happiness with as lovers and with their own bodies. This is an example of public agenda. Because public agenda is the set of topics that members of the public believe to be important. And the love they have found seems to be all that mattered at the moment. When Mary tells her story of improvements of the public transportation in Cleveland and how she has become an expert on the American¶s with Disability Act (ADA) influencing decision makers, it is clear how she has crossed over to represents issues in the policy agenda. She has been able to transfer the agenda to the decision makers and bring forth public transportation to the city of Cleveland. The media agenda aspect plays a large role in the life of Mary and the Dancing Wheels Company. She has been named as an alternate for the 1980 TV show Dance Fever, as show cased in ³The Cleveland Woman¶s Journal´, involved with television networks such as ABC, PBS, and has an impressive resume that has taken advantage of the publicity that the media can provide. In closing, after watching the live performance and watching most every video on the Dancing Wheel¶s website, and executing other research related to the group, it is clear how one could argue that the Dancing Wheels Company has used many different communication theories to display their history and project their current message to audiences across the globe.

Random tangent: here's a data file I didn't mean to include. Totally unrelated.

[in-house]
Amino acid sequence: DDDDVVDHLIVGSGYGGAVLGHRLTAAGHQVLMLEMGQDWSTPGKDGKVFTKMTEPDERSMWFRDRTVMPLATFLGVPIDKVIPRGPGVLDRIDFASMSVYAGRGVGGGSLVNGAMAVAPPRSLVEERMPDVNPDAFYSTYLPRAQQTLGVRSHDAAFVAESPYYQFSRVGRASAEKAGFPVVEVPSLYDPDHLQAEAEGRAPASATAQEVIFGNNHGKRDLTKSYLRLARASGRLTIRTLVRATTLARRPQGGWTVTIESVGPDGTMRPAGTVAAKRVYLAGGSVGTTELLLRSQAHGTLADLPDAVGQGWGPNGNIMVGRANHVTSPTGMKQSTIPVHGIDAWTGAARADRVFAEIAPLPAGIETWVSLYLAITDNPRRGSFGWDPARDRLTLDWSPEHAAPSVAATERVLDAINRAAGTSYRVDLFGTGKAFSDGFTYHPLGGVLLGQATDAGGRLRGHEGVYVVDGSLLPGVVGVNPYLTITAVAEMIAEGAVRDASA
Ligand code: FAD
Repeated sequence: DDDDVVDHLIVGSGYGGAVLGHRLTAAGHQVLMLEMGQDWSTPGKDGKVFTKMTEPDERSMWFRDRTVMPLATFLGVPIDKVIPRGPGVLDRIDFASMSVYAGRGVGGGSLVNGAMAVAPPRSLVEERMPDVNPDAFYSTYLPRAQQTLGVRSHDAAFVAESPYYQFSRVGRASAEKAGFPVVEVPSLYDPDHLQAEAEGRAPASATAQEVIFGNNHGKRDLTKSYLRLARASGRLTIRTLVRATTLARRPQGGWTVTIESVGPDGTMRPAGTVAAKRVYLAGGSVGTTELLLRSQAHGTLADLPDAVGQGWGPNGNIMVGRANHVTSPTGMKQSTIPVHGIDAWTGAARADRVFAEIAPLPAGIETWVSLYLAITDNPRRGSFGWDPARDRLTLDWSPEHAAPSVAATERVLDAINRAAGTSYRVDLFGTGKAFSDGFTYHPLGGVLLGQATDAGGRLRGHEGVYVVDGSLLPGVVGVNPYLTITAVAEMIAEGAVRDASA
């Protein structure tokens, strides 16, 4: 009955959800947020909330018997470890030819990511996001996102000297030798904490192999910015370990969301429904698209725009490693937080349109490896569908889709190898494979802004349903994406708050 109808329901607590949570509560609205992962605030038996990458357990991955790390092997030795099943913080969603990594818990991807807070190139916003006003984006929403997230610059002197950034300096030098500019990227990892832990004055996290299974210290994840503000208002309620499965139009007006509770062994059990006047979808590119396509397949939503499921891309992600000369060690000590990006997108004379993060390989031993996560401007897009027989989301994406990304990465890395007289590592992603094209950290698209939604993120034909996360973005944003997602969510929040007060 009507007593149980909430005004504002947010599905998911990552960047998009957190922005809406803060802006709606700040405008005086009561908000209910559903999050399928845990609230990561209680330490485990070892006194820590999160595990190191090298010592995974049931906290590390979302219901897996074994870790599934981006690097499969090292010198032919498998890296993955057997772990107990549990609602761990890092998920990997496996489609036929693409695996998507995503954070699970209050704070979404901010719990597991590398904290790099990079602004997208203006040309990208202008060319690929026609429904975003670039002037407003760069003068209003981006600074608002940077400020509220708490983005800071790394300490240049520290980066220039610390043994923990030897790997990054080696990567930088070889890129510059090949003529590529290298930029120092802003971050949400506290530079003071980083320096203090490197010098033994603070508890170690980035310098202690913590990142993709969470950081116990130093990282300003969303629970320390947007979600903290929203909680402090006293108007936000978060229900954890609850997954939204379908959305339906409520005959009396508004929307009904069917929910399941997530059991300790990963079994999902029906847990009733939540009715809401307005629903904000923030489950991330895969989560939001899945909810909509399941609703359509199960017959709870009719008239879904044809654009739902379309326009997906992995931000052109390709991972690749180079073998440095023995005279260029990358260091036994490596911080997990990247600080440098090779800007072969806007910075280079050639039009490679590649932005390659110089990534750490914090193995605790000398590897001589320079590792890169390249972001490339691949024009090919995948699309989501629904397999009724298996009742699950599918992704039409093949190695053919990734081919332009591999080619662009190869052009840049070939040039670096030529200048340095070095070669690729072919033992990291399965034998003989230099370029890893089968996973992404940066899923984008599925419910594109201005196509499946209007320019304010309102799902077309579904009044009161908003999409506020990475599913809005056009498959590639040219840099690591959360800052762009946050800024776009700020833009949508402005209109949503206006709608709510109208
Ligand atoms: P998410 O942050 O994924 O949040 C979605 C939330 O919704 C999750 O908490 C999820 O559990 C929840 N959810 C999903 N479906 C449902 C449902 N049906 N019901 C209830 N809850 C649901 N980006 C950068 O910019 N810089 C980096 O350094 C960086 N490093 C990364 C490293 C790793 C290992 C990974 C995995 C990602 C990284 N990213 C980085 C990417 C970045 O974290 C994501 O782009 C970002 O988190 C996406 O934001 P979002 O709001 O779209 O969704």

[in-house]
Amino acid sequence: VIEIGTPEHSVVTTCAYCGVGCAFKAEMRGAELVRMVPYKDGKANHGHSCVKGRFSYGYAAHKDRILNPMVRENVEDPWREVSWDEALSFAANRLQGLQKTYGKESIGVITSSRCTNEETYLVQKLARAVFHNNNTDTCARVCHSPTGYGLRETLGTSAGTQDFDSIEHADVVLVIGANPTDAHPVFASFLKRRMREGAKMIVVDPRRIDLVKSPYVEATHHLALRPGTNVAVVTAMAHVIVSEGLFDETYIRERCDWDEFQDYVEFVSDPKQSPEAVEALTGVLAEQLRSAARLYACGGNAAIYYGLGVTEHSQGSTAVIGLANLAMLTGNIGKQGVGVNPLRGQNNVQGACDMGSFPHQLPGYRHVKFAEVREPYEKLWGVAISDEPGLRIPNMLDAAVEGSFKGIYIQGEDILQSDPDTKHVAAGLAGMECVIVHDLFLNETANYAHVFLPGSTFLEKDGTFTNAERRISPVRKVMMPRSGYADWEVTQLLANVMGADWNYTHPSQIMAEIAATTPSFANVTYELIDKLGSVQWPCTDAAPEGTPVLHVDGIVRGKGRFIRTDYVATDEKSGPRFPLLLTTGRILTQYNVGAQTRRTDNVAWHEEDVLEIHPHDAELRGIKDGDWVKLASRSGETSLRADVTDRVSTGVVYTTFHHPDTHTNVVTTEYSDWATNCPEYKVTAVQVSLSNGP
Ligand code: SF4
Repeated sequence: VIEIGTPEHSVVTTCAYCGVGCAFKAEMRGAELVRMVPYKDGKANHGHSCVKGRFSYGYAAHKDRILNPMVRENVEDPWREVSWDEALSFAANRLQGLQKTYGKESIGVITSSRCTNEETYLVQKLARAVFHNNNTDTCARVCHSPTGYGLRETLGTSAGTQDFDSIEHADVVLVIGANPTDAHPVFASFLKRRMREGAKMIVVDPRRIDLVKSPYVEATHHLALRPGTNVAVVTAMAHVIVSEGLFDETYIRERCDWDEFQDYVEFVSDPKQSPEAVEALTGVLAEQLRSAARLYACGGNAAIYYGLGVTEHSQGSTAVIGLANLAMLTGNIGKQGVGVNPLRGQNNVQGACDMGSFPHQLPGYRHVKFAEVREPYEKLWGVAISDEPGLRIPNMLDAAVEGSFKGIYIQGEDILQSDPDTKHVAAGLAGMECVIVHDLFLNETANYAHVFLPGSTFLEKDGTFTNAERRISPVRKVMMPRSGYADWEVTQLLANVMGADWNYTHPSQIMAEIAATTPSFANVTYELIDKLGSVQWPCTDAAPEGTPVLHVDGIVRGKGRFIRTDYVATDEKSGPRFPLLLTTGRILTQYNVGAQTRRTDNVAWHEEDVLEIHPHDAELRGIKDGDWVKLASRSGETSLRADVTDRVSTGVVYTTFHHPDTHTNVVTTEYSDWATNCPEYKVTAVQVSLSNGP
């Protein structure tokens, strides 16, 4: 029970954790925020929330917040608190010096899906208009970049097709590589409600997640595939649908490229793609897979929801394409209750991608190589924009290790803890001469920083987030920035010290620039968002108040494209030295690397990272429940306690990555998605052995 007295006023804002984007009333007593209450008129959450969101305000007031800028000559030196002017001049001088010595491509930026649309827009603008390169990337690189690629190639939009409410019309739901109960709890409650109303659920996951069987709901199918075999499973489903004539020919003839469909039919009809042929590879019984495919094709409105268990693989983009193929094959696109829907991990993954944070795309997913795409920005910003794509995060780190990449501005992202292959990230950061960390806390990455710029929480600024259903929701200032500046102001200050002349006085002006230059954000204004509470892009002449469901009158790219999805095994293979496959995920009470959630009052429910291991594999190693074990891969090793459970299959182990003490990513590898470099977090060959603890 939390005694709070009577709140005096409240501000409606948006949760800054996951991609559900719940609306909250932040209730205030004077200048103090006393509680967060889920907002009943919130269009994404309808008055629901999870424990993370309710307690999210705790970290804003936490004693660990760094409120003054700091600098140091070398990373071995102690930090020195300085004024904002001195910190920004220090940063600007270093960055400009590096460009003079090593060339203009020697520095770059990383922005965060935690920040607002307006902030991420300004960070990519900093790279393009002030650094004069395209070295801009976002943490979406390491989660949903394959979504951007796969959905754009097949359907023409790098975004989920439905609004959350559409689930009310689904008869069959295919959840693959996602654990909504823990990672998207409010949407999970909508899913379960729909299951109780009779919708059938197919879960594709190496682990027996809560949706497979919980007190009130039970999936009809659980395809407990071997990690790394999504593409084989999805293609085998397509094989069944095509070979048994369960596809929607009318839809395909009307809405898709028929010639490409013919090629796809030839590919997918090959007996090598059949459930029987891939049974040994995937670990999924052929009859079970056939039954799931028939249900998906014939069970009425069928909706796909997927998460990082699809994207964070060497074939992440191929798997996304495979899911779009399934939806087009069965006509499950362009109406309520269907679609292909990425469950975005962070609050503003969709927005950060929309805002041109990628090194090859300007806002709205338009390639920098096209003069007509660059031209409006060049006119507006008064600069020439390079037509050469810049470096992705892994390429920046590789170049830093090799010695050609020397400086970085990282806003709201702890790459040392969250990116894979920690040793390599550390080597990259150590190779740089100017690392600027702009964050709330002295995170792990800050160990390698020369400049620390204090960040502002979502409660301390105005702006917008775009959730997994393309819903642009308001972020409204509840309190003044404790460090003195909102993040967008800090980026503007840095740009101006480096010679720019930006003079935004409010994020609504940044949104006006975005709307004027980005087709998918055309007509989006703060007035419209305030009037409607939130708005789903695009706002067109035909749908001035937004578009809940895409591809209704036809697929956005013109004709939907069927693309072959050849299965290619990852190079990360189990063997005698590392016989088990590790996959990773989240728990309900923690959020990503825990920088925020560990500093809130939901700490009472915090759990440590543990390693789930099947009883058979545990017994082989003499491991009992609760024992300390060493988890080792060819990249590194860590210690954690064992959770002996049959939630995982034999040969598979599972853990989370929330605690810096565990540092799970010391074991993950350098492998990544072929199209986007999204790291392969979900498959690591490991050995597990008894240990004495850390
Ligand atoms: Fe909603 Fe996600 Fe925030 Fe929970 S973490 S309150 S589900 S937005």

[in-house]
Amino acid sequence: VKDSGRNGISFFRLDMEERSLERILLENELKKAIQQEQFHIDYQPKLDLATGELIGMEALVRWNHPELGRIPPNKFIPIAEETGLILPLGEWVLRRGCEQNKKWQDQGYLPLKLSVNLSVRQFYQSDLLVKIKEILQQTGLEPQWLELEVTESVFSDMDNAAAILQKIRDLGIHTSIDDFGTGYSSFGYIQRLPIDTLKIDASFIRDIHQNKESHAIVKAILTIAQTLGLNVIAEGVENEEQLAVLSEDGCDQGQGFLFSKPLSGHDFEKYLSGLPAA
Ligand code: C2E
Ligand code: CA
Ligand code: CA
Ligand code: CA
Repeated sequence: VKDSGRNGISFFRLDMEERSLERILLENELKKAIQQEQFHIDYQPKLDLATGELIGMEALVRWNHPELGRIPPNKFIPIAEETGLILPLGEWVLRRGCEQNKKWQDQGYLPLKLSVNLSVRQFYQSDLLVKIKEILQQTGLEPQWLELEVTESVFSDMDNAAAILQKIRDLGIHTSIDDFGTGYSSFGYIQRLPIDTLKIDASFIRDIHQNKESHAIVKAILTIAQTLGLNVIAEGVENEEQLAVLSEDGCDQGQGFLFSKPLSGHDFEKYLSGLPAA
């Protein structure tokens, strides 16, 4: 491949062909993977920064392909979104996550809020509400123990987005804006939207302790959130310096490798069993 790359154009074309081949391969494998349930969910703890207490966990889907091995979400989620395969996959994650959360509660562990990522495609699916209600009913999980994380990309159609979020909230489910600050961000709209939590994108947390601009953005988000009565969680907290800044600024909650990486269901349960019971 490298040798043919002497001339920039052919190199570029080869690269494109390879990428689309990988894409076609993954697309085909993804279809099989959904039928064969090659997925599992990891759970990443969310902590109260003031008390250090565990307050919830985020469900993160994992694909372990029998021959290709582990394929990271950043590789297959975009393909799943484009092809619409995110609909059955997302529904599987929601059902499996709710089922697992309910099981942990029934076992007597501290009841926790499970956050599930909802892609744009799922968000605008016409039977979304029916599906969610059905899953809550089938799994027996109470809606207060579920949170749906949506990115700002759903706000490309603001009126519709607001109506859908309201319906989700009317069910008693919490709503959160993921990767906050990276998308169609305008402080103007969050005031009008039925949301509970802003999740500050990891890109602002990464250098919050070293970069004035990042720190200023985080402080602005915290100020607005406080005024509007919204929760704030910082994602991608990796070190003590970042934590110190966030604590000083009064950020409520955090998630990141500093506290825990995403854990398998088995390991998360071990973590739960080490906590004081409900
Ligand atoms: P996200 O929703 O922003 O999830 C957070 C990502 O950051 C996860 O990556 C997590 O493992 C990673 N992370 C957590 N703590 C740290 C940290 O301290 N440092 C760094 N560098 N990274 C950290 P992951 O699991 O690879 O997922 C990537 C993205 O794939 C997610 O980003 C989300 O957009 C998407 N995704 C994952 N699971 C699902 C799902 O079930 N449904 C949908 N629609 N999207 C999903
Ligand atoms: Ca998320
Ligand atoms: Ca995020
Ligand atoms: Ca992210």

References: 1: Mobility-Advisor http://www.mobility-advisor.com/wheelchair-dancing.html
2. The Cleveland Woman s Journal http://www.clevelandwomen.com 3. G.G. Gregg Entertainment http://www.gggreg.com 4. Dancing Wheels Company and School http://www.dancingwheels.org